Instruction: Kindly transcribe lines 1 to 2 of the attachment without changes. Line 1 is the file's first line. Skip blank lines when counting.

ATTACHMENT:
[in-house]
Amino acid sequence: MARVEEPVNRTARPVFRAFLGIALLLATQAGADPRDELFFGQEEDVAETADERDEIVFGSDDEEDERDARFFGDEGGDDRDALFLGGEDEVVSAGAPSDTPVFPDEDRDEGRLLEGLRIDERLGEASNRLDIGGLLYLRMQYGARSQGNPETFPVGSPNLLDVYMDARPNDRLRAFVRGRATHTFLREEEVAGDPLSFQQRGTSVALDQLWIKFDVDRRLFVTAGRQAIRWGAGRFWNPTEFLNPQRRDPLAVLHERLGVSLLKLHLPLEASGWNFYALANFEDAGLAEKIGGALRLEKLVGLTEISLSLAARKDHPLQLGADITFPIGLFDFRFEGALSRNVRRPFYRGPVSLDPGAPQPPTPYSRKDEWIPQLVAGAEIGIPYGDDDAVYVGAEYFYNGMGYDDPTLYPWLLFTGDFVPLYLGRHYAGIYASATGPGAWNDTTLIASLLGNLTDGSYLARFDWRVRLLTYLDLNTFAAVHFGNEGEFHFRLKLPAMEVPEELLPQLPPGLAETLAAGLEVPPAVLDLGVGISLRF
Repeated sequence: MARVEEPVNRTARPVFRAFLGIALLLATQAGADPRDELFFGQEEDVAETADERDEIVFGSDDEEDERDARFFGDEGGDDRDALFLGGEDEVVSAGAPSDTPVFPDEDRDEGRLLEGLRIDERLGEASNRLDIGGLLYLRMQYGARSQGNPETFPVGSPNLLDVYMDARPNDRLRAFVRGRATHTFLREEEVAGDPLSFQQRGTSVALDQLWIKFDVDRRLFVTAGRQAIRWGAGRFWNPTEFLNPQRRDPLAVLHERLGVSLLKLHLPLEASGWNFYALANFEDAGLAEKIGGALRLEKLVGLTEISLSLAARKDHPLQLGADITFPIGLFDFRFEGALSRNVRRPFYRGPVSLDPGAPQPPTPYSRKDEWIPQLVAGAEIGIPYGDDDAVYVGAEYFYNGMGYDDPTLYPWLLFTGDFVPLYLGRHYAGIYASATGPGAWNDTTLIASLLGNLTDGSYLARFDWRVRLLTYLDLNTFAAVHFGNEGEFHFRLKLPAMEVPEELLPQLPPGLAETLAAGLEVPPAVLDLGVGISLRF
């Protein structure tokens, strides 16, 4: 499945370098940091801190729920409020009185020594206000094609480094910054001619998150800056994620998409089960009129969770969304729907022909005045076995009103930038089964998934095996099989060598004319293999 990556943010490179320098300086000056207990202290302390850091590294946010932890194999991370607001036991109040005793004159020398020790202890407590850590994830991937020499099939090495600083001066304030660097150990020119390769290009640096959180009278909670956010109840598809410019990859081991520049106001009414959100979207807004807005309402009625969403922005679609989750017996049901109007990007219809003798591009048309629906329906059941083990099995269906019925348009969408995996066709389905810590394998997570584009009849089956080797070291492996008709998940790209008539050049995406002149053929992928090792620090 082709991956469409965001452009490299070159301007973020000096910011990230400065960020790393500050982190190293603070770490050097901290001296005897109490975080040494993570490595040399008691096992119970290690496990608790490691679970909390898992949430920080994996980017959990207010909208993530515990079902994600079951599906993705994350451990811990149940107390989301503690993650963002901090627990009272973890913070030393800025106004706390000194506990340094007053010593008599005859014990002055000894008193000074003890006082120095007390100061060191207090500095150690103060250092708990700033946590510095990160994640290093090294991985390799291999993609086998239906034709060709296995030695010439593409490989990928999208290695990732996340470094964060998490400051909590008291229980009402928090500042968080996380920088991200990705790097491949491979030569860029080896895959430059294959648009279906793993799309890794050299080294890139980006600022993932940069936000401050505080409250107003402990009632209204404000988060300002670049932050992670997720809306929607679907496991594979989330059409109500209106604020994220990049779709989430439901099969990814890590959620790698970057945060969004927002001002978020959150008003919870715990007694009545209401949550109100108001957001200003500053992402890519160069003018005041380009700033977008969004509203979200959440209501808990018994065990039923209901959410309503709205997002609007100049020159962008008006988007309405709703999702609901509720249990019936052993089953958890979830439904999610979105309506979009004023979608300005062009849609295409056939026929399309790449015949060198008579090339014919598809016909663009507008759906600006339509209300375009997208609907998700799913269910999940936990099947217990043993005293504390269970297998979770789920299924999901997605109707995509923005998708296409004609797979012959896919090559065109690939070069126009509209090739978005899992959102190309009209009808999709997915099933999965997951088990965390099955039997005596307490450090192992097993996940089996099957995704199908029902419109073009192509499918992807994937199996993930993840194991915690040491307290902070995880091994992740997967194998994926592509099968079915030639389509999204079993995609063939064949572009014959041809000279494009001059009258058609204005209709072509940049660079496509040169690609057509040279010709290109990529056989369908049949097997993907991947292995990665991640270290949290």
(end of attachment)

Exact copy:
[in-house]
Amino acid sequence: MARVEEPVNRTARPVFRAFLGIALLLATQAGADPRDELFFGQEEDVAETADERDEIVFGSDDEEDERDARFFGDEGGDDRDALFLGGEDEVVSAGAPSDTPVFPDEDRDEGRLLEGLRIDERLGEASNRLDIGGLLYLRMQYGARSQGNPETFPVGSPNLLDVYMDARPNDRLRAFVRGRATHTFLREEEVAGDPLSFQQRGTSVALDQLWIKFDVDRRLFVTAGRQAIRWGAGRFWNPTEFLNPQRRDPLAVLHERLGVSLLKLHLPLEASGWNFYALANFEDAGLAEKIGGALRLEKLVGLTEISLSLAARKDHPLQLGADITFPIGLFDFRFEGALSRNVRRPFYRGPVSLDPGAPQPPTPYSRKDEWIPQLVAGAEIGIPYGDDDAVYVGAEYFYNGMGYDDPTLYPWLLFTGDFVPLYLGRHYAGIYASATGPGAWNDTTLIASLLGNLTDGSYLARFDWRVRLLTYLDLNTFAAVHFGNEGEFHFRLKLPAMEVPEELLPQLPPGLAETLAAGLEVPPAVLDLGVGISLRF